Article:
Pursuant to Governor Andrew M. Cuomo’s executive orders 202.17 and 202.18, all people in New York are required to wear masks or face coverings in public, including when taking public or private transportation or riding in for-hire vehicles.
The Future of Local History
Design Floated for New South Street Seaport Museum
A view of the facade of the proposed new South Street Seaport Museum building, as seen from South Street
When Lower Manhattan emerges from the lockdown sparked by the pandemic coronavirus, and begins to shake off the economic retrenchment triggered by the outbreak, local leaders will once again take up consideration of what the community should look like in years to come.
One thread in this tapestry will consist of Downtown’s premier cultural institution, the South Street Seaport Museum, which has struggled since being nearly destroyed by Hurricane Sandy, in 2012. Among the Museum’s more pressing needs is a proper headquarters, with expanded gallery space, and sufficient elevation to protect its collection from future extreme-weather events.
A rendering of the design for the lobby
A possible way to address these exigencies is a design by the architectural firm of Skidmore, Owings & Merrill, which has proposed a new 30,000 square-foot, six-story building at the corner of John and South streets to house the Museum. In this plan, the first floor would consist of double-height lobby surrounded by stepped seating, while all galleries would be situated above an arcade of street-level arches, out of the reach of future flood waters.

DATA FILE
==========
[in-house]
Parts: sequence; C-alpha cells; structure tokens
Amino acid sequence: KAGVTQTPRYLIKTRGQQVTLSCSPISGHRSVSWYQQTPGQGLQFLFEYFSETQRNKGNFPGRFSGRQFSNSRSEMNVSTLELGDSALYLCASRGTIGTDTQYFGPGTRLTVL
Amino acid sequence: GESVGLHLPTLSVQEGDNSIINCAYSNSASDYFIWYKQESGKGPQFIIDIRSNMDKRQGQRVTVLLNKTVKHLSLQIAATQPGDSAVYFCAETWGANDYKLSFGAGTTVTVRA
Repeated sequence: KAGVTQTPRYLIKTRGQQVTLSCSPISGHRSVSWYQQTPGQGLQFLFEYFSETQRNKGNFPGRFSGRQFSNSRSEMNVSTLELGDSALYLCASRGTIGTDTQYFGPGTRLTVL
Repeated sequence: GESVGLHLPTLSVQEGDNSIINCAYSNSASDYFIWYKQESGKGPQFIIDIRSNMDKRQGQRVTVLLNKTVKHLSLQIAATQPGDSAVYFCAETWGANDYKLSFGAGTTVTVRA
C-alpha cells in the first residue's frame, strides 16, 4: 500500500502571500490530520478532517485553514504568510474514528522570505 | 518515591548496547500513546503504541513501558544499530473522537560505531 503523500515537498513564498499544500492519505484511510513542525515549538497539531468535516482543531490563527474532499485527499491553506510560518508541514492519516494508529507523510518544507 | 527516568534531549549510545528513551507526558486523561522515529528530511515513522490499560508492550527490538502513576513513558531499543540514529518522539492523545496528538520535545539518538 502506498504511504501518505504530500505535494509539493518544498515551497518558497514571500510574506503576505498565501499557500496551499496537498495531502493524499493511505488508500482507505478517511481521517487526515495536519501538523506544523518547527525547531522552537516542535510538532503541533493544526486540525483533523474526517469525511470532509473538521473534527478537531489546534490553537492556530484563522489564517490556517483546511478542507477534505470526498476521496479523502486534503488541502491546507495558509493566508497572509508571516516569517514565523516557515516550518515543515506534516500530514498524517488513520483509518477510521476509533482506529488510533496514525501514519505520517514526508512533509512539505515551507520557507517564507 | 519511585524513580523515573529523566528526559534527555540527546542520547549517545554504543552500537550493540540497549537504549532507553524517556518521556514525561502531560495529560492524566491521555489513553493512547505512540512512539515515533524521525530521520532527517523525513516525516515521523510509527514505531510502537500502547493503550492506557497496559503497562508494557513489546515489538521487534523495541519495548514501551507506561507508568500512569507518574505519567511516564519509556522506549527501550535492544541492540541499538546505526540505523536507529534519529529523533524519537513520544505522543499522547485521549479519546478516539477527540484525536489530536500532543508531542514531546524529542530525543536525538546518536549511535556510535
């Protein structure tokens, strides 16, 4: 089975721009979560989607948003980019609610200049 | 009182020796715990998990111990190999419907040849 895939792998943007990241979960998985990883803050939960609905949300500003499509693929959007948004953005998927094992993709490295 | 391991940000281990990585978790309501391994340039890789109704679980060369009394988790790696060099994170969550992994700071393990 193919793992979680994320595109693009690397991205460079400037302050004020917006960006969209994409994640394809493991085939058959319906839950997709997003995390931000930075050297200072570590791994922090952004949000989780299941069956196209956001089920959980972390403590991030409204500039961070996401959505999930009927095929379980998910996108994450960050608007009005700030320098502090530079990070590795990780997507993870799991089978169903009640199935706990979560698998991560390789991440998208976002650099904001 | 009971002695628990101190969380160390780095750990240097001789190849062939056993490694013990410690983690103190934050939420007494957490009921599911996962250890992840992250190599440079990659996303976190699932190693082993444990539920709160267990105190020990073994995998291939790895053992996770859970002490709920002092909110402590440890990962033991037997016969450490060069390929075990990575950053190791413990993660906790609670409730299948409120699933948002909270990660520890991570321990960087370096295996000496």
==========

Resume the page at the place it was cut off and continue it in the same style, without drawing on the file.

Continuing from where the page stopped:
No budget or timeline for construction of this new headquarters have been announced, because the Museum’s proposed home is part of a larger master plan, also conceived by Skidmore, under which the Howard Hughes Corporation (HHC) hopes to remake much of the surrounding neighborhood. HHC has been selected by the City’s Economic Development Corporation (EDC)—a non-profit corporation that negotiates strategic partnerships designed to harness private-sector resources to public projects, and thus foster economic growth—to lead the transformation of the historic community.
Another perspective of the same structure from John Street
In this context, a new home for the Museum (which HHC proposes to fund) is one aspect of a broader development project that is slated to include a new low-rise structure built on a pier (at the site of the current New Market Building, which is scheduled for demolition later this year), and a high-rise tower proposed for the parking lot at 250 Water Street. Because multiple aspects of this plan have inspired controversy, and because the approval process for such a large plan is lengthy and complicated under even the best of circumstances, it may be several years before a ground is broken for a new South Street Seaport Museum building.
This letter was sent to Benjamin Jones, president and chief executive officer of the Battery Park City Authority, with the Broadsheet cc’d.